Location Zug: At the Top, but the Lead Is Narrowing
Zug is a successful canton. According to the new regional study by Credit Suisse, one of Zug's main competitive advantages, its low corporate taxes, is likely to fade over the next few years. Rival locations will catch up. The canton of Zug is also running a budget deficit, and eating into its reserves.
Most attractive – but competitors not far behind
The canton of Zug offers tremendous advantages for businesses and has led the Credit Suisse locational quality rankings for many years. Zug's two economic regions are also highly placed in the ranking list of Switzerland's 110 economic regions: The Lorzenebene/Ennetsee region is positioned in second place behind the city of Zurich, while the Zug region of Berggemeinden lies ninth. The strong appeal of the canton of Zug is evident across all of the criteria included in the Credit Suisse Locational Quality Indicator (LQI): The tax burden on private individuals and companies is low, skilled and highly qualified personnel are easily available, while access to the metropolitan areas of Zurich and Lucerne is well above average thanks to short journey times.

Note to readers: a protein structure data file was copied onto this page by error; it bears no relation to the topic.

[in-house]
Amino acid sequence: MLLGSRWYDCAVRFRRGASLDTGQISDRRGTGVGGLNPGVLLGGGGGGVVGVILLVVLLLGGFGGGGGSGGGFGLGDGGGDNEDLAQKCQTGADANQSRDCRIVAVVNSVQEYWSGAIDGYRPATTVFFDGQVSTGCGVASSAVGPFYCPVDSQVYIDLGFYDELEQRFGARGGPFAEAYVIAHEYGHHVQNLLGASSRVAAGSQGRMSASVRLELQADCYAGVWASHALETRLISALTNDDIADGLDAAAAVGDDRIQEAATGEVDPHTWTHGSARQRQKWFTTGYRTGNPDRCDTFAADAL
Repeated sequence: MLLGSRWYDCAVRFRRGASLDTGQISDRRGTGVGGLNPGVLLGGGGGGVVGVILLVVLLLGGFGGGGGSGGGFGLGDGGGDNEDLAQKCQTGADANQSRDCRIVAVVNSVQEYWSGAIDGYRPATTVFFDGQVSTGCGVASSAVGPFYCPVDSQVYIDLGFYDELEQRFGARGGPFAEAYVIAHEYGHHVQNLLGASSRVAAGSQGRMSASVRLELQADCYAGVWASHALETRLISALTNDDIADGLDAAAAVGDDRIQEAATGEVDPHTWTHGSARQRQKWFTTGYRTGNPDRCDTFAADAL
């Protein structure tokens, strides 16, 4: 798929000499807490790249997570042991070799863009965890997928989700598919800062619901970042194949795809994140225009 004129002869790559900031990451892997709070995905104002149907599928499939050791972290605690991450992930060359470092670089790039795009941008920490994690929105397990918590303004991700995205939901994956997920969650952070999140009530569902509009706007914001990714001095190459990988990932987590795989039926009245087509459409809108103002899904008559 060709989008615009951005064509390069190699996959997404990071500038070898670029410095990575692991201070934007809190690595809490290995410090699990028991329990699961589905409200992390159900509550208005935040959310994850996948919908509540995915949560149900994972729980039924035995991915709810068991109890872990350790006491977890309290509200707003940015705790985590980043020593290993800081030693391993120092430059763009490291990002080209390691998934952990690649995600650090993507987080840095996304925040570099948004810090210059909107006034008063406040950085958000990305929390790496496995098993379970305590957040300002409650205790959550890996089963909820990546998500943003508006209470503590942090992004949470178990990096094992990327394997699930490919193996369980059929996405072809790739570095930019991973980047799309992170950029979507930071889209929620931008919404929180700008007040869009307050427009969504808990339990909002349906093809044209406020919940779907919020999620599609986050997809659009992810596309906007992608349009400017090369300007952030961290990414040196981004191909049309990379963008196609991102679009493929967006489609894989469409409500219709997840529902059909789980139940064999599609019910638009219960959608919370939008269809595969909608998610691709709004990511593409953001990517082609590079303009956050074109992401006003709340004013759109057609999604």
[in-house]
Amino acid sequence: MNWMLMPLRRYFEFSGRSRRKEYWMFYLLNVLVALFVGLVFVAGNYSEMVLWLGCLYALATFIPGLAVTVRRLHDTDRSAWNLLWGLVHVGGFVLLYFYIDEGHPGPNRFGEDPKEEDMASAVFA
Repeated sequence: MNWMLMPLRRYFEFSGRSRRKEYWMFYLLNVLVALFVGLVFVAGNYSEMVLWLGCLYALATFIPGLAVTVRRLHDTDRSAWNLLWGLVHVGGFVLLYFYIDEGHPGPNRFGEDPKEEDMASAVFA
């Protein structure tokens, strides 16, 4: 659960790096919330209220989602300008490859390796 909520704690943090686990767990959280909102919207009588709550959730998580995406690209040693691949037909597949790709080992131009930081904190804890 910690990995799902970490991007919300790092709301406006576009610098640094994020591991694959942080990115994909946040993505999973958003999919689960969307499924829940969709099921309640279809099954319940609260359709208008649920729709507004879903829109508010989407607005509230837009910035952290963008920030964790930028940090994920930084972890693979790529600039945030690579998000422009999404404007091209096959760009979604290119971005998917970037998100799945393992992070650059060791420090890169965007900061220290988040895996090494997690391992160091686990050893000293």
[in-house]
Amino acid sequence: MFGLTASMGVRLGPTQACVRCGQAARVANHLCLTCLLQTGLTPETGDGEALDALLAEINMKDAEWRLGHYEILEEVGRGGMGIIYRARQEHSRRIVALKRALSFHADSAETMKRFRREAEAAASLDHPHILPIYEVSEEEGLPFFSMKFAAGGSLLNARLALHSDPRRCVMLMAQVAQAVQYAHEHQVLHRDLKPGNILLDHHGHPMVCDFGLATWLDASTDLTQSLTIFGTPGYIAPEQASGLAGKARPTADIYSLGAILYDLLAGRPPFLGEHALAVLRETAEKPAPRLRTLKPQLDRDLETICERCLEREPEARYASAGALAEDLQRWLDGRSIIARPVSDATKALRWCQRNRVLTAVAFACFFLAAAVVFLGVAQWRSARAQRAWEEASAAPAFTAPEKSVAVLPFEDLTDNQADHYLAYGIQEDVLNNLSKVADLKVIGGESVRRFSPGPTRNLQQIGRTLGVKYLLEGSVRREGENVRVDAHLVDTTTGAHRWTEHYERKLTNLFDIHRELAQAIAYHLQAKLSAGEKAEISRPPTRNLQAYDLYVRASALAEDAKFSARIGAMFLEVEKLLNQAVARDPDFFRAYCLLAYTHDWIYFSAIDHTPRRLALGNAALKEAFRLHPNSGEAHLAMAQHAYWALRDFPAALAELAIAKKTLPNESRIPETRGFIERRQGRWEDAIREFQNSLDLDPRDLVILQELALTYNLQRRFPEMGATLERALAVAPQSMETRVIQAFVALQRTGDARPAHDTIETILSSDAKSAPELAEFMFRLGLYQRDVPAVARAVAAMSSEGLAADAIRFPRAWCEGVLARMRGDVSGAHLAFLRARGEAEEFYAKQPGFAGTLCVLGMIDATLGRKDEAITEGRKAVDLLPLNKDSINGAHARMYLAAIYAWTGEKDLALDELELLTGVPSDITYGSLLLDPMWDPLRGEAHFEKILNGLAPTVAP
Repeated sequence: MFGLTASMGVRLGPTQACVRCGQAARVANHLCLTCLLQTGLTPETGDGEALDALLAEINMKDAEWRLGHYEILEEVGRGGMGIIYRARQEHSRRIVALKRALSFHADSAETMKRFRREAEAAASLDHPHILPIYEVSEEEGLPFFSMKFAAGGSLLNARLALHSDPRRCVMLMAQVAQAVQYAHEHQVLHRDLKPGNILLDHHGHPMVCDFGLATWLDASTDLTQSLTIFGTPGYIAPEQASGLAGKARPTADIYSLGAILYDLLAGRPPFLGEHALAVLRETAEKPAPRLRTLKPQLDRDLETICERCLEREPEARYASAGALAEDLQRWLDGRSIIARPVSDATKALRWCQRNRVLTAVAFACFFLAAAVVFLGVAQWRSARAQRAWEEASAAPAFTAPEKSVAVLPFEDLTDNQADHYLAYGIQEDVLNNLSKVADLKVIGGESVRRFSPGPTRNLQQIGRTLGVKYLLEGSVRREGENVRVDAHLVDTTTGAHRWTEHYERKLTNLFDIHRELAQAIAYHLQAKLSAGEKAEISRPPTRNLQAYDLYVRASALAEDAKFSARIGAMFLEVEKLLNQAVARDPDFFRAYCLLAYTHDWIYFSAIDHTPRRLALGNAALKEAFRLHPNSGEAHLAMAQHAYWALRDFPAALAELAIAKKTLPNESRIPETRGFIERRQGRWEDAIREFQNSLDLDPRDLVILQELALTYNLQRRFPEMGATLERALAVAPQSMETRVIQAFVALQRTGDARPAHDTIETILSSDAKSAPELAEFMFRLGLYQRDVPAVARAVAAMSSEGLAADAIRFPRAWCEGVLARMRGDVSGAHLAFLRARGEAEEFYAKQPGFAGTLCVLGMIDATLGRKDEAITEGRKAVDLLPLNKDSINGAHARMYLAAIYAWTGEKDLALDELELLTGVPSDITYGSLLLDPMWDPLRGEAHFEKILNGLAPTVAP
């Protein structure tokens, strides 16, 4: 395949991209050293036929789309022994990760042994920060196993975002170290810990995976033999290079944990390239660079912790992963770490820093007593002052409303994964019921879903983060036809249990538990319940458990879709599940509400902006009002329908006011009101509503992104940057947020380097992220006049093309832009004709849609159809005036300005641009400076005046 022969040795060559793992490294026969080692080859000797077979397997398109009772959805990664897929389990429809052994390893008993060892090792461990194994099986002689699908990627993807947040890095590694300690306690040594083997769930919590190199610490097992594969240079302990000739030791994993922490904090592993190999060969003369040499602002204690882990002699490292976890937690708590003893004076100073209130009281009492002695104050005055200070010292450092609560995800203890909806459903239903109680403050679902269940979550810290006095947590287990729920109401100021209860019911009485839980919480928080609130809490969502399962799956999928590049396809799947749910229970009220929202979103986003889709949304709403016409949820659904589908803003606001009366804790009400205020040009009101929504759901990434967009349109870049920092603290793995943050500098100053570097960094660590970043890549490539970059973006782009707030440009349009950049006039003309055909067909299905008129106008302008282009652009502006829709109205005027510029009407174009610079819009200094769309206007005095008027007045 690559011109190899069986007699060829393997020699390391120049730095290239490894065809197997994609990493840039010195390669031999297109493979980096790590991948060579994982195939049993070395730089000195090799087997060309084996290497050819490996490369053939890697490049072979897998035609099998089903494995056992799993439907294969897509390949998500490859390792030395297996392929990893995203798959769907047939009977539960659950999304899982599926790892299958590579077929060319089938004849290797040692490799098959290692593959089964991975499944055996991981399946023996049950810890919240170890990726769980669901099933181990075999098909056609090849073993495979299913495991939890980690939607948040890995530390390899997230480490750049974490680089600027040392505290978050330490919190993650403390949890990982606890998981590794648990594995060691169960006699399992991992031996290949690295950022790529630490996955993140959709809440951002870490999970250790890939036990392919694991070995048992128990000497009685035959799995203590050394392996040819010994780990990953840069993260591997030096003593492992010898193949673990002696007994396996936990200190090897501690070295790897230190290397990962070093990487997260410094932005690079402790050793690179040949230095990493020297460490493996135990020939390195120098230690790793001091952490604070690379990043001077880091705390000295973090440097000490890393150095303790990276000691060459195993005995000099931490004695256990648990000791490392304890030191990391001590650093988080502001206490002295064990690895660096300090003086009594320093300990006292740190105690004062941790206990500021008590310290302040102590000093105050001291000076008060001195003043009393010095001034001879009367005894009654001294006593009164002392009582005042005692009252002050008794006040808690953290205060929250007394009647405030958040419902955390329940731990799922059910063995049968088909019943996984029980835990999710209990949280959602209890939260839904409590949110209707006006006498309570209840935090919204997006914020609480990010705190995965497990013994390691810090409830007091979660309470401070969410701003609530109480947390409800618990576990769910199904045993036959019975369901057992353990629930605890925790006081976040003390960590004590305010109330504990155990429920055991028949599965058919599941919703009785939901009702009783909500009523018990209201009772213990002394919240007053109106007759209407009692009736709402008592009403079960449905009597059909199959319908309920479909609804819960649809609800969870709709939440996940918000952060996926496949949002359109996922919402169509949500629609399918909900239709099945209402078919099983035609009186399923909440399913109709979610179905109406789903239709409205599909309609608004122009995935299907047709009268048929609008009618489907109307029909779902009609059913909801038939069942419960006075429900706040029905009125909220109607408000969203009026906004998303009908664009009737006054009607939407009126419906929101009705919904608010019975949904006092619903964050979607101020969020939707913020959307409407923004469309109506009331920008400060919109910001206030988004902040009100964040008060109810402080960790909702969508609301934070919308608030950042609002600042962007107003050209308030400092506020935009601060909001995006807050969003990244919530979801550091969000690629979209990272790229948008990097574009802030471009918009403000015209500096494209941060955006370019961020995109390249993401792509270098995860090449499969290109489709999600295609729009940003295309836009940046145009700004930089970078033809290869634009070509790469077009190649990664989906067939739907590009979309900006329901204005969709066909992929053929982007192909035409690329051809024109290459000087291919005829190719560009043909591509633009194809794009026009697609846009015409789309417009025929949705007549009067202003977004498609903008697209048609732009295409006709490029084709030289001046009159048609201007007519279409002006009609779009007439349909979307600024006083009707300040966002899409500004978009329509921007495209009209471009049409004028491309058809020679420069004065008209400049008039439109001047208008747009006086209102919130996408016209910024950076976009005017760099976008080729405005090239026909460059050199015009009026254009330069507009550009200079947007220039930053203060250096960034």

Corporate Tax Reform III: Zug's Tax Appeal Is Fading
On February 12, Swiss voters will decide whether to approve the Corporate Tax Reform III. At the same time, the system of privileged taxation for companies that generate the lion's share of their income abroad is expected to be abolished. To maintain its tax appeal despite the disappearance of these tax privileges, the canton of Zug wishes to reduce its already low corporate income tax from the current 14.6 percent to about 12 percent. Having the lowest corporate taxes of any canton would propel Zug from sixth place to the top position. However, rival locations such as the cantons of Vaud, Basel-Stadt, Geneva, and others are also planning big tax cuts. Corporate tax rates will therefore converge to some extent, and the canton of Zug's appeal in terms of corporate taxes will fade.
Zug Defending Its Leading Position on Personal Taxation